The Painted Chair Cafe


“Cindy” Kim Nuri, owner and creative mind behind The Painted Chair Cafe 

BUSAN, South Korea — If you are yearning for some artistic inspiration and a good coffee buzz to go with it, it turns out you don’t have to look any further than the streets of Kyungsung-dae. 

The Painted Chair, a new café and art gallery located in the heart of the Kyungsung University area, has been serving up coffee and displaying art since its opening about three months ago.

“Cindy” Kim Nuri, the café and art gallery owner, saw the need for more open art galleries in Busan, and decided she would help to fill the void.

“I was hungry for this artistic place in Korea,” she says. “I didn’t major in art, and I am not an artist, but I can read and see the paintings, and I have a (artistic) language.”

The building that houses The Painted Chair has two separate floors for its café and its art gallery. The café, where customers can drink coffee, smoothies, tea or beer and dine on American-style brunch or pastries, is on the first floor and the gallery itself is located on the second floor. 

The room of the gallery is an open and bright space that has the works of whatever artist is showing at the time displayed on the walls. There is also an impressive collection of wooden tables and chairs on both floors, so that gallery visitors can can also sit and drink while admiring the paintings. 

The furniture, which includes some practical pieces to sit on and some less practical pieces hanging from the ceiling, are designed by Kim’s friend and work colleague at the cafe, “Image” Lee Miji, who is a woodworker by trade.

“It was easy for me to open this place because my friend knew how to make furniture,” says Kim.

Kim’s education in the arts was obtained the old school way, by spending countless hours in museums all over the world. But after many years traveling the globe and completing a brief stint in fashion design school in Italy, Kim had to give up her dreams of studying art and come back to Korea. 

Like many English speakers in Busan, she found work at a local English hagwon. While she was working there, she met some local artists by chance. 

“I didn’t know many artists in Korea, so I asked some people if they knew any foreign artists who draw pictures or make paintings.”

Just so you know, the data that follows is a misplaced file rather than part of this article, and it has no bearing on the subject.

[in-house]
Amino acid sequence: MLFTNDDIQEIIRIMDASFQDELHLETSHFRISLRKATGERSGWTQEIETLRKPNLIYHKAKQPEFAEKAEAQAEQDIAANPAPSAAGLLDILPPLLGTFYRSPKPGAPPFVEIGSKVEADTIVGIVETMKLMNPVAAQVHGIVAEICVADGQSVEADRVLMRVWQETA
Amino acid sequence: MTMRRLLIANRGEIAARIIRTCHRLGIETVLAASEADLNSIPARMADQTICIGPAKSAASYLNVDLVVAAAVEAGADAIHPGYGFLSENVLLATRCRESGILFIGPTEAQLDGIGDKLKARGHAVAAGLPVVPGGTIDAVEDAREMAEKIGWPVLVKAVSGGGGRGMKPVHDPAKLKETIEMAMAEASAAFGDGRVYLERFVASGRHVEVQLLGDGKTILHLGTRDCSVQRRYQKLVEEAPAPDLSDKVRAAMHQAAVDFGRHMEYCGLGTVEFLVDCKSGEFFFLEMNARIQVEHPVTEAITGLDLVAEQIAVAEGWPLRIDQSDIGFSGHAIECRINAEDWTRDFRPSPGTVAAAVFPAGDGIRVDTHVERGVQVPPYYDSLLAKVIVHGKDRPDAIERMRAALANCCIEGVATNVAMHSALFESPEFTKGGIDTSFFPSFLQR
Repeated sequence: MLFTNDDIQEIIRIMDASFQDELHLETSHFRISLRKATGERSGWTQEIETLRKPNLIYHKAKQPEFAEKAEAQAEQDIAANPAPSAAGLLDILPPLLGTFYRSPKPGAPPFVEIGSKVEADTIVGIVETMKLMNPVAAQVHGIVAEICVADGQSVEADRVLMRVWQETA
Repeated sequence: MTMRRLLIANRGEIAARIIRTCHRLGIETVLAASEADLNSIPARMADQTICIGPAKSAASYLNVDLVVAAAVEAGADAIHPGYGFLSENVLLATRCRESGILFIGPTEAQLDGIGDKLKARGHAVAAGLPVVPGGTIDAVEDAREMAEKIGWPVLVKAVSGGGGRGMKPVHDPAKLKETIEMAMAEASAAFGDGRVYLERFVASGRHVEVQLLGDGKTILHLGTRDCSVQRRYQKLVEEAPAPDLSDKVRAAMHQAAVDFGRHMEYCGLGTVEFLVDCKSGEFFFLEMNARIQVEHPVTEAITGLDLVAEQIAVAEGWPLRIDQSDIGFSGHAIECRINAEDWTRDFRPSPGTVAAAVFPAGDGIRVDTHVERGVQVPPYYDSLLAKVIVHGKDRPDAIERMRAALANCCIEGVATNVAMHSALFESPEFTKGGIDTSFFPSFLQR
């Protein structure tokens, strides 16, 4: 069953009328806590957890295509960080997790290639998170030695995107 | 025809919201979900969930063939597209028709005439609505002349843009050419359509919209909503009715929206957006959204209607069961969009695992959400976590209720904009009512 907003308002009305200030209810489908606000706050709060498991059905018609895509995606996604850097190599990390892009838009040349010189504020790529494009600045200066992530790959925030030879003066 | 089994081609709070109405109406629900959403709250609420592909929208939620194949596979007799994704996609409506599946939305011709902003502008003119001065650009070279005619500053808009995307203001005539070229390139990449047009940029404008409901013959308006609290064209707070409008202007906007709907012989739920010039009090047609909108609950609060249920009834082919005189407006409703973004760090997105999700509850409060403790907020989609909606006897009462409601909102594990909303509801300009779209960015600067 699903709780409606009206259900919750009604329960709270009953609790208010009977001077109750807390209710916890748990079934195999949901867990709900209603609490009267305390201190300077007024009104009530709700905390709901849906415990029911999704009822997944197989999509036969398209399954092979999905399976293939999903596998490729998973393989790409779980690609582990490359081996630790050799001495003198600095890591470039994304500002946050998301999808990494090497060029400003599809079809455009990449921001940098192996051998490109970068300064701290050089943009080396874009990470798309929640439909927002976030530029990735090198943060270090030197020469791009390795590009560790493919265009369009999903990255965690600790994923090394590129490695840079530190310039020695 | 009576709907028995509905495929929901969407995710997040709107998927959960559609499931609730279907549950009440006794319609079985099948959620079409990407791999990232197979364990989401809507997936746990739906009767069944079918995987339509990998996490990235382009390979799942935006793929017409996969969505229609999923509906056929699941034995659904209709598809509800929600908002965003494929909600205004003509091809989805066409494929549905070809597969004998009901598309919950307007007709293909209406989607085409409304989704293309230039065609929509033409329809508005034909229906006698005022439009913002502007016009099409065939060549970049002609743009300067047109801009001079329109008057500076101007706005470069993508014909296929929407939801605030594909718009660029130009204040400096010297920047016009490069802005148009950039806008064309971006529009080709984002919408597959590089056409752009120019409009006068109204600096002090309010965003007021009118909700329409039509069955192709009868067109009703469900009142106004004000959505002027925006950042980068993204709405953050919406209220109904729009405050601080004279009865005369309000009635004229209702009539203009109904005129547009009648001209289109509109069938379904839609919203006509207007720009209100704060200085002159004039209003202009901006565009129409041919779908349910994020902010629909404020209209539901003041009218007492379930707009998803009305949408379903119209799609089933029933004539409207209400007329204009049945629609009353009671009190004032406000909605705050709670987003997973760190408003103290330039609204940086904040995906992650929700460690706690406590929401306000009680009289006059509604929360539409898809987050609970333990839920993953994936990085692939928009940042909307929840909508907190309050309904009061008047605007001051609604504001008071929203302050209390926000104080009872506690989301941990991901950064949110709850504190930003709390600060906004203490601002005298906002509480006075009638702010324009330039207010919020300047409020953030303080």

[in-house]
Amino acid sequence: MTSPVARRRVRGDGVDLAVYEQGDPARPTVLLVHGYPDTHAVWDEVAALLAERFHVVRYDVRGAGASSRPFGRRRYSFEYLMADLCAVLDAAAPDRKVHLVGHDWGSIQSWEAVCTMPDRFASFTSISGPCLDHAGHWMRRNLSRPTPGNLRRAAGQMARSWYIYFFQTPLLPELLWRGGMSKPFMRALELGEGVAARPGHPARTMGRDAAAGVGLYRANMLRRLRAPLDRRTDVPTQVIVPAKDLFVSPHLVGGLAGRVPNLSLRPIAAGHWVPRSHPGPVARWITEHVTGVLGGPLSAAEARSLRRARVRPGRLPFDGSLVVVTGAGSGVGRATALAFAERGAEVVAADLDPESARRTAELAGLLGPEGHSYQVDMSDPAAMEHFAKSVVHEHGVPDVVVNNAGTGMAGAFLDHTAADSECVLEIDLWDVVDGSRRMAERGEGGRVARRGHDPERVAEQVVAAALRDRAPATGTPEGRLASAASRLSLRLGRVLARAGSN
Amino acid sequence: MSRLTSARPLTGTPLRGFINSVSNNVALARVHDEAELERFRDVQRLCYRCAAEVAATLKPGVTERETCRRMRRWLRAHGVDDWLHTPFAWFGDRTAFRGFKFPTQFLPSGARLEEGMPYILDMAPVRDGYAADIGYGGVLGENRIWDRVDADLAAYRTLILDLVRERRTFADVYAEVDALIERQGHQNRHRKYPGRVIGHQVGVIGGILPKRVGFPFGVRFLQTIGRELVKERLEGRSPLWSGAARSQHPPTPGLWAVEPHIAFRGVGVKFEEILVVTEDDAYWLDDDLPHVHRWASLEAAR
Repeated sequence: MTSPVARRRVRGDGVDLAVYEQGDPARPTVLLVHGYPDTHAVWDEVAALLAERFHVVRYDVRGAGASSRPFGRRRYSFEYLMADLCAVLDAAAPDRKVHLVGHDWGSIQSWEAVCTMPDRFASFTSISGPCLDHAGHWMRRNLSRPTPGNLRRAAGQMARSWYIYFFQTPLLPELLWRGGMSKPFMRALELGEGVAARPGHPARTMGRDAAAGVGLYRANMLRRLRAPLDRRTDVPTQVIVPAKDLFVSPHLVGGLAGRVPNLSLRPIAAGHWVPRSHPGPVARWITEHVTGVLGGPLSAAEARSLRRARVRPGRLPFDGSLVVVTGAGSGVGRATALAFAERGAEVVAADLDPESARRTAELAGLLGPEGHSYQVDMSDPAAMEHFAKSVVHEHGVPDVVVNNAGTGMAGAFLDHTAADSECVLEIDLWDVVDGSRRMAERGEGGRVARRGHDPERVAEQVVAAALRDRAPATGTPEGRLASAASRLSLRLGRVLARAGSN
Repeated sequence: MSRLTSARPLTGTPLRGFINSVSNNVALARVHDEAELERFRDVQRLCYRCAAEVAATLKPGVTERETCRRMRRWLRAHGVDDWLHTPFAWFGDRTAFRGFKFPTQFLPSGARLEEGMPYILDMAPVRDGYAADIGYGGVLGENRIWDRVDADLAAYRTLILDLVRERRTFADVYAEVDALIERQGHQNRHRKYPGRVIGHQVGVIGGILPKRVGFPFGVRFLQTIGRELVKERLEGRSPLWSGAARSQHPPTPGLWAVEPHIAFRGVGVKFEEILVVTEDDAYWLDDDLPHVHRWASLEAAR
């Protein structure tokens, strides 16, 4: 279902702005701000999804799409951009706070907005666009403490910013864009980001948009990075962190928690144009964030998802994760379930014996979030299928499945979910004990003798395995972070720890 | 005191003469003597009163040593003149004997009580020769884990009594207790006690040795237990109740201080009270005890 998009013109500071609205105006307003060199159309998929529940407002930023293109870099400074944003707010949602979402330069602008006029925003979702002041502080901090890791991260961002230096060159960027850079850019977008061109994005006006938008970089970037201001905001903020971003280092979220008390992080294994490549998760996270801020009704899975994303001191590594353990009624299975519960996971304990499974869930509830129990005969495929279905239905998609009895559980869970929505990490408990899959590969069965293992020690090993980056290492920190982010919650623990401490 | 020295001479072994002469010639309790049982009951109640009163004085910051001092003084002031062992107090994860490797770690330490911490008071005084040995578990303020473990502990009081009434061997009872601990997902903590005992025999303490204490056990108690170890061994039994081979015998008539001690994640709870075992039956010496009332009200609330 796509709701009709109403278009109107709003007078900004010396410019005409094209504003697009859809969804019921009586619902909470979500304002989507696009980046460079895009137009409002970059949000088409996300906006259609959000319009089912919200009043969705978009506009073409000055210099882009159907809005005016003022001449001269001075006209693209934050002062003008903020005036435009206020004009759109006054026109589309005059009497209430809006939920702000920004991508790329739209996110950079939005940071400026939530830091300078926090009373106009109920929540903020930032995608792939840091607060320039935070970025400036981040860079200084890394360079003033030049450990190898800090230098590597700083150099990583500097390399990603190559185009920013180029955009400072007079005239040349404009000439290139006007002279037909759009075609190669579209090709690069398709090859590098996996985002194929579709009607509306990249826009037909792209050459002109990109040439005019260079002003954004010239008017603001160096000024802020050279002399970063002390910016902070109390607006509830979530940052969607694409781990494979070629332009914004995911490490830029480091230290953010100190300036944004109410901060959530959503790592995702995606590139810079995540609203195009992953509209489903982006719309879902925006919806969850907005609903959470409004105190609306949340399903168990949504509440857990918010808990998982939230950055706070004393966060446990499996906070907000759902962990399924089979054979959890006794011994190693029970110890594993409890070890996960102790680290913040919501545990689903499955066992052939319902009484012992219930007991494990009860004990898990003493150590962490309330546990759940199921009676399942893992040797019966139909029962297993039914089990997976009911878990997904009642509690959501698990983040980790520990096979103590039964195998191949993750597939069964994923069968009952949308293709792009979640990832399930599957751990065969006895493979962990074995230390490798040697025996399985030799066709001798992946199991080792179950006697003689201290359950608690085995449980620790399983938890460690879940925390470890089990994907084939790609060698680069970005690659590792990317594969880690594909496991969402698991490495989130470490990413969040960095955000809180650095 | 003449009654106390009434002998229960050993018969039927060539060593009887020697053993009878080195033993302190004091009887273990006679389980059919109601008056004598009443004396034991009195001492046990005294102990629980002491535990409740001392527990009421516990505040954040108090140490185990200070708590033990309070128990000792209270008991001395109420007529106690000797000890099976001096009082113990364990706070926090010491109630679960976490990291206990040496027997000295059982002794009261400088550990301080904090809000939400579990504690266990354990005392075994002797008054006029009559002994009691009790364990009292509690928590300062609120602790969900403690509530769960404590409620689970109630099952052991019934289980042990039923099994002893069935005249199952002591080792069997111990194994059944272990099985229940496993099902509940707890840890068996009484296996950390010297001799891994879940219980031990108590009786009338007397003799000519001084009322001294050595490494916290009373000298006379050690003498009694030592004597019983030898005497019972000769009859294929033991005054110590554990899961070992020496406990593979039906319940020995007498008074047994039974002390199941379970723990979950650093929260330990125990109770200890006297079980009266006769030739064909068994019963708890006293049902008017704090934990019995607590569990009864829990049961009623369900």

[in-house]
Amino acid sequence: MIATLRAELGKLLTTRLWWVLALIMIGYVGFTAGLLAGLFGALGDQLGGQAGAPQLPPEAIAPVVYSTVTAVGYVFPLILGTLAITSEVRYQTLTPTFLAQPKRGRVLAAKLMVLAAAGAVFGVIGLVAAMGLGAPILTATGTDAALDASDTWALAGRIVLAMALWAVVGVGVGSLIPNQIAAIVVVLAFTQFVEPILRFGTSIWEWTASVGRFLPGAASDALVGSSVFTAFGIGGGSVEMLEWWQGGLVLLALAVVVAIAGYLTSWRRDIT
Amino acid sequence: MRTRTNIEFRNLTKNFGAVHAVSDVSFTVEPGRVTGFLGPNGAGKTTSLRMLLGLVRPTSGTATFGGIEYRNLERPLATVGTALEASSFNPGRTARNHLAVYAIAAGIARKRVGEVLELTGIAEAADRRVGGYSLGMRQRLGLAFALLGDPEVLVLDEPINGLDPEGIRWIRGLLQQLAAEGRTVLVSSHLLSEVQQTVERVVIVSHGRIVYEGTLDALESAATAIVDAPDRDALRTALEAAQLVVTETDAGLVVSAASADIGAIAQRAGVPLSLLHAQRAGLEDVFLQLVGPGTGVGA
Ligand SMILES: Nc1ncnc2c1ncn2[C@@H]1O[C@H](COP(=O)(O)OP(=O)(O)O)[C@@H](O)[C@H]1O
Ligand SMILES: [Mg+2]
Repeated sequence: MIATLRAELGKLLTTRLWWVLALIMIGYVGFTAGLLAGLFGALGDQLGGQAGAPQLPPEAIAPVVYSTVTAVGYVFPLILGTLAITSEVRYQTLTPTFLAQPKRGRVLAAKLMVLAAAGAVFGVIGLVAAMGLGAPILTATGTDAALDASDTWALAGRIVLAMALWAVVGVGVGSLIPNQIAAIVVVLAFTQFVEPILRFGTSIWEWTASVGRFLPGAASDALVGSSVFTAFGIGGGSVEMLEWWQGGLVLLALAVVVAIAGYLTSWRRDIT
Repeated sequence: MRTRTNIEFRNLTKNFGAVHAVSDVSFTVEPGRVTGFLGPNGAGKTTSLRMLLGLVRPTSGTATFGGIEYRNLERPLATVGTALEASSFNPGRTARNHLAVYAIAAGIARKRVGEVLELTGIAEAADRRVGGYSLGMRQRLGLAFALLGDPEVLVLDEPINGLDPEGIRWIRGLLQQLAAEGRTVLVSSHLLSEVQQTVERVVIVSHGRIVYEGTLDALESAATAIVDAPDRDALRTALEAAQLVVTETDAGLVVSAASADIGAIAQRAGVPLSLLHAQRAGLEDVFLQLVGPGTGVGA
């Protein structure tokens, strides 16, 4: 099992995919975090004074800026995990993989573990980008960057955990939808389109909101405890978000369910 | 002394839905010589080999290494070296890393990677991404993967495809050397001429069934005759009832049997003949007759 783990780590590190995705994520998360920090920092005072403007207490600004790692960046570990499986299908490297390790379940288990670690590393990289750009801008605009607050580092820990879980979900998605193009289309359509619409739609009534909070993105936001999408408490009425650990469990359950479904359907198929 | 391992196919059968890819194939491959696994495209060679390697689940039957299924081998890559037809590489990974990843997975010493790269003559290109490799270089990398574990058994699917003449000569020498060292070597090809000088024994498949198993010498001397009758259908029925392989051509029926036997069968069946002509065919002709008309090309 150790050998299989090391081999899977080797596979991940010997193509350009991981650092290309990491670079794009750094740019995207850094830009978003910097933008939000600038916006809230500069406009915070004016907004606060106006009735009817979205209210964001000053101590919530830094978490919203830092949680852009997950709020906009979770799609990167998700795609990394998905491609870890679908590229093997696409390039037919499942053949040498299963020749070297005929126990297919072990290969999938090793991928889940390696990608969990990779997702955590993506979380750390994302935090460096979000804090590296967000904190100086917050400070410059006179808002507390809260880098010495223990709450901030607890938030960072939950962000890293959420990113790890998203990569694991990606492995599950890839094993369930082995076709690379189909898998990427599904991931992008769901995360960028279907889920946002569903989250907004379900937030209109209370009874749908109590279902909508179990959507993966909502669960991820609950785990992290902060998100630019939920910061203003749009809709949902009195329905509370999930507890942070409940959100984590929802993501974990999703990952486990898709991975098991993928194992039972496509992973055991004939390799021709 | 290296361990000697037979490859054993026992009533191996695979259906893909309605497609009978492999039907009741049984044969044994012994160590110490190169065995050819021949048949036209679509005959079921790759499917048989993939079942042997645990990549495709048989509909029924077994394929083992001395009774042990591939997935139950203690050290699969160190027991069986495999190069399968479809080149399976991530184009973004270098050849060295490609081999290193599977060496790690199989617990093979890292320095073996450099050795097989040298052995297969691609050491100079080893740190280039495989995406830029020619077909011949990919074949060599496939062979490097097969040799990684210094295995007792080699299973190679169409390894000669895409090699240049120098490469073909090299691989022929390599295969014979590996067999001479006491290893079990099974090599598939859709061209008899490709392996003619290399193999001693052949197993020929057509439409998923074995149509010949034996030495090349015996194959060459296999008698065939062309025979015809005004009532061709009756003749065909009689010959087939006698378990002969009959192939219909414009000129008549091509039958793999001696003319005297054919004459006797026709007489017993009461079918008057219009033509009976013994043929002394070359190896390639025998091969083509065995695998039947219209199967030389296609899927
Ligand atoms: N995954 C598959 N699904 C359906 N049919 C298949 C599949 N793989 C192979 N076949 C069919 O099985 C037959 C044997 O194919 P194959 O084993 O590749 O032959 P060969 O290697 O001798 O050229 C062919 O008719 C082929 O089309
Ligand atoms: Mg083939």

One of these artists was American Jarod Timmerman, who is currently showing his abstract paintings at the Painted Chair gallery until November. The paintings are cut with a palette knife and the colors, which are bright and dark and sometimes in stark contrast with each other, are rubbed off to create an ordered, yet chaotic design. 

Timmerman has displayed his work at bars and cafes around Busan, but has never had an official art gallery show here. 

“This is definitely the best space I have ever shown my art in,” he said.

Like Timmerman, many of the artists Kim met were creating art as a hobby, and Kim wanted to showcase their works for the public to see. She says that it’s hard for foreign artists to deal with Korean galleries because they may not speak the language, and the artists may hesitate to sign contracts they don’t understand.

Jarod Timmerman alongside some of his paintings on display at The Painted Chair

As well, she says that Korean art galleries have a different perspective and are more concerned with art history and the artist’s name, while they also may be more selective about what they choose to display. 

Kim has given foreign artists another, more viable option. She displays their work at the café gallery and introduces the artists to a local gallery curator, who will potentially select some of their works to be displayed in international art fairs around Asia. 

“This place is going to be like a bridge,” she says of her gallery cafe. 

With a lack of spaces for foreign artists to display their art, The Painted Chair may just be the ideal spot for expat artists to show their work off while in Korea.

“This place is better for foreign artists,” she says. “If the art is nice, if the schedule fits, and the artist likes the place, then you can hang it here,” she said.

To get there: Take a left outside the exit of Kyungsung subway station and walk three blocks. Turn right at the third street. The café is located on the right side of the street and has a large yellow sign.



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